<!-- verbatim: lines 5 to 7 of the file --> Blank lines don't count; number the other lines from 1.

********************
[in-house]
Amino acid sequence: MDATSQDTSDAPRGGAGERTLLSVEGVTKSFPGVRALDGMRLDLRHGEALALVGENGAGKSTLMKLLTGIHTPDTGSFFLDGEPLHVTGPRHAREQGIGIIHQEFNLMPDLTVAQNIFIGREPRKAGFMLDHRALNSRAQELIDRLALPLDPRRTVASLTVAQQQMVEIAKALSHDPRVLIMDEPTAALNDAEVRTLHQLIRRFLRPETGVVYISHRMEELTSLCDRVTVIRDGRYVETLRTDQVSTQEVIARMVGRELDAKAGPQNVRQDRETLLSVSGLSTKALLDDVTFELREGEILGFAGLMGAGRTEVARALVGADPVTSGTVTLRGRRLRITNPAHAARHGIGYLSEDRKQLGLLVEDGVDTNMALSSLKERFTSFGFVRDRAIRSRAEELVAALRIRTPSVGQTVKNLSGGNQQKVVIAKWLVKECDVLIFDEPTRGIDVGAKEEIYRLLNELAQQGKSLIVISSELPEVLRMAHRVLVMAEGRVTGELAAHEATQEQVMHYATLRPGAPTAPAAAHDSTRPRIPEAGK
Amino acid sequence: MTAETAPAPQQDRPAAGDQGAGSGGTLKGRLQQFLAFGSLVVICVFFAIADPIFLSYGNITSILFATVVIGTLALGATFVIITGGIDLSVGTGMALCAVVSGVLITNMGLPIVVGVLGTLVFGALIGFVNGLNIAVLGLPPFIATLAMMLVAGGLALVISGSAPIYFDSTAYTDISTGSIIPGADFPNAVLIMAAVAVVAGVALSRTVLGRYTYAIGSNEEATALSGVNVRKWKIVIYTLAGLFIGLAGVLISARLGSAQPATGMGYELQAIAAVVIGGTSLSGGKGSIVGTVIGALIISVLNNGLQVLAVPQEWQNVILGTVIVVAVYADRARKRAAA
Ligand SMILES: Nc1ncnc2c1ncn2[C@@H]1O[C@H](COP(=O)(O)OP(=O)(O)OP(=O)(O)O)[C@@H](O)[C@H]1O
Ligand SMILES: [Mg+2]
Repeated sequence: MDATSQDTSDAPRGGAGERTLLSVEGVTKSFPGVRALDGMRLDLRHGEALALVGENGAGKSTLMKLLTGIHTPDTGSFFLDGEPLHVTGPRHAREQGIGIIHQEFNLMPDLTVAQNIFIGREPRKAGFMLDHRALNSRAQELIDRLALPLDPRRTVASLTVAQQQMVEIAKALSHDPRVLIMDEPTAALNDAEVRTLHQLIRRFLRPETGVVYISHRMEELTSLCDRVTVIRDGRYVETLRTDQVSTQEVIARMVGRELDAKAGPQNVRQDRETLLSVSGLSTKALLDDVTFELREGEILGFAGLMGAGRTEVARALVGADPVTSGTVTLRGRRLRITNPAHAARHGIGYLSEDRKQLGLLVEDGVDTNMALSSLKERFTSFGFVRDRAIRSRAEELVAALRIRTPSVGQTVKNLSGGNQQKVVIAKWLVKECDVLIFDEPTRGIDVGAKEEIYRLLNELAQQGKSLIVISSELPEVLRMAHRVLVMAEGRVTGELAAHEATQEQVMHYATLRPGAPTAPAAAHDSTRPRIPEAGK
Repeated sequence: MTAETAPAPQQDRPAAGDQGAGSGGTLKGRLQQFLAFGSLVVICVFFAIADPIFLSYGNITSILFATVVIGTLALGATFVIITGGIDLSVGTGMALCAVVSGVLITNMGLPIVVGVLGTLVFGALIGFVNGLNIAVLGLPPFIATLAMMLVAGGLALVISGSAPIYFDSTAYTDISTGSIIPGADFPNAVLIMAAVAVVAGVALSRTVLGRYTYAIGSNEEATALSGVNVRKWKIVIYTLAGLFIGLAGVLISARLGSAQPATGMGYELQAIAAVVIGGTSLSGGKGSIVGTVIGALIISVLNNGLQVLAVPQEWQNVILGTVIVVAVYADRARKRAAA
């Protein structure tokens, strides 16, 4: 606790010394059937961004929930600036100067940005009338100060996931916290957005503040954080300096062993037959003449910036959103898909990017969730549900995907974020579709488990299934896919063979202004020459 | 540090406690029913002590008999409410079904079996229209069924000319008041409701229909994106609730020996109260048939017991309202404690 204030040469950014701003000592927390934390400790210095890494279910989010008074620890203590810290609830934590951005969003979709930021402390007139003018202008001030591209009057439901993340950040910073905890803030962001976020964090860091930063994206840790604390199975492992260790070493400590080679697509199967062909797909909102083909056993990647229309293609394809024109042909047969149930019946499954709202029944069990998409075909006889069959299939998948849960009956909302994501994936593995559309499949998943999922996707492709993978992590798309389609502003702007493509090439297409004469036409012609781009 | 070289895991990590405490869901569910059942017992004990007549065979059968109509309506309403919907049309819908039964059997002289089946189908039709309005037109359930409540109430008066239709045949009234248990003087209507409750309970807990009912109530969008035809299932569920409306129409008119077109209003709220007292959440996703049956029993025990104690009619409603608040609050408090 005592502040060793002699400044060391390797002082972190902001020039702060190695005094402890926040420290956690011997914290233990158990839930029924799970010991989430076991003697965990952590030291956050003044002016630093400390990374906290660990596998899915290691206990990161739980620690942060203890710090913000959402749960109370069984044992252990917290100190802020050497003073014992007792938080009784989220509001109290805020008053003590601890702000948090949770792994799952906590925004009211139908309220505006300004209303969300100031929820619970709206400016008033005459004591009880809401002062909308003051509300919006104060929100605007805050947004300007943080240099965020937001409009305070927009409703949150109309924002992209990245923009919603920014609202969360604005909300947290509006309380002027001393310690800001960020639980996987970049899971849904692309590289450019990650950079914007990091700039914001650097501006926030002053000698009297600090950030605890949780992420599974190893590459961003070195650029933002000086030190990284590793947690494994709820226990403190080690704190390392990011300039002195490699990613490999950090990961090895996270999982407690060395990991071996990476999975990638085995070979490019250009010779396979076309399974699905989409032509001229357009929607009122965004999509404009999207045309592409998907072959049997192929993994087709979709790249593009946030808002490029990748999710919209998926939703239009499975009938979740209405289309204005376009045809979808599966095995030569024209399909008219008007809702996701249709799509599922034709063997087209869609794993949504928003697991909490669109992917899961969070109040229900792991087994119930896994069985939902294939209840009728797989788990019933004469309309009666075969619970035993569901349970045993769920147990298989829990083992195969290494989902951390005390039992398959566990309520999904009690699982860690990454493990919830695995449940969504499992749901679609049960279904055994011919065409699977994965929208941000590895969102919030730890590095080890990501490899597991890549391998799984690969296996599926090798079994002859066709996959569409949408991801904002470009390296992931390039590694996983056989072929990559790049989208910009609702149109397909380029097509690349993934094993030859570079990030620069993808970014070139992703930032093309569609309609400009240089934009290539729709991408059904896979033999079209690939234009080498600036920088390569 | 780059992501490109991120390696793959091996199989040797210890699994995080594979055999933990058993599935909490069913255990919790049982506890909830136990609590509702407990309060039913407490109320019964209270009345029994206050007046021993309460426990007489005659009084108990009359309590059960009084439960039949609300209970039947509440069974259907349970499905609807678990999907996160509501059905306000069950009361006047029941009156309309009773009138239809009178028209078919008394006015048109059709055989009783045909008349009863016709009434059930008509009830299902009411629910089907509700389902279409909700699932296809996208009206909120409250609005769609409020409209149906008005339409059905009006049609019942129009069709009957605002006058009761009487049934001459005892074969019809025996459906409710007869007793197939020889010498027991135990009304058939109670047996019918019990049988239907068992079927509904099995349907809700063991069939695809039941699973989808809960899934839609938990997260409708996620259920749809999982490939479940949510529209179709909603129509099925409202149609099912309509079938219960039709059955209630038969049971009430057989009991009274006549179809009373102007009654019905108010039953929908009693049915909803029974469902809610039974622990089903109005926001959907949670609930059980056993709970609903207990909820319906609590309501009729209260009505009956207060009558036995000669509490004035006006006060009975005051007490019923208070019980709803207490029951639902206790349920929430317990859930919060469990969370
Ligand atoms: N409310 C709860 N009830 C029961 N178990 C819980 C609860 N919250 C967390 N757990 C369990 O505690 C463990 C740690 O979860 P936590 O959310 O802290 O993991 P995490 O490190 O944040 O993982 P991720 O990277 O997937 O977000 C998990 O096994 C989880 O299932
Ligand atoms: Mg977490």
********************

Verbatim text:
Ligand SMILES: [Mg+2]
Repeated sequence: MDATSQDTSDAPRGGAGERTLLSVEGVTKSFPGVRALDGMRLDLRHGEALALVGENGAGKSTLMKLLTGIHTPDTGSFFLDGEPLHVTGPRHAREQGIGIIHQEFNLMPDLTVAQNIFIGREPRKAGFMLDHRALNSRAQELIDRLALPLDPRRTVASLTVAQQQMVEIAKALSHDPRVLIMDEPTAALNDAEVRTLHQLIRRFLRPETGVVYISHRMEELTSLCDRVTVIRDGRYVETLRTDQVSTQEVIARMVGRELDAKAGPQNVRQDRETLLSVSGLSTKALLDDVTFELREGEILGFAGLMGAGRTEVARALVGADPVTSGTVTLRGRRLRITNPAHAARHGIGYLSEDRKQLGLLVEDGVDTNMALSSLKERFTSFGFVRDRAIRSRAEELVAALRIRTPSVGQTVKNLSGGNQQKVVIAKWLVKECDVLIFDEPTRGIDVGAKEEIYRLLNELAQQGKSLIVISSELPEVLRMAHRVLVMAEGRVTGELAAHEATQEQVMHYATLRPGAPTAPAAAHDSTRPRIPEAGK
Repeated sequence: MTAETAPAPQQDRPAAGDQGAGSGGTLKGRLQQFLAFGSLVVICVFFAIADPIFLSYGNITSILFATVVIGTLALGATFVIITGGIDLSVGTGMALCAVVSGVLITNMGLPIVVGVLGTLVFGALIGFVNGLNIAVLGLPPFIATLAMMLVAGGLALVISGSAPIYFDSTAYTDISTGSIIPGADFPNAVLIMAAVAVVAGVALSRTVLGRYTYAIGSNEEATALSGVNVRKWKIVIYTLAGLFIGLAGVLISARLGSAQPATGMGYELQAIAAVVIGGTSLSGGKGSIVGTVIGALIISVLNNGLQVLAVPQEWQNVILGTVIVVAVYADRARKRAAA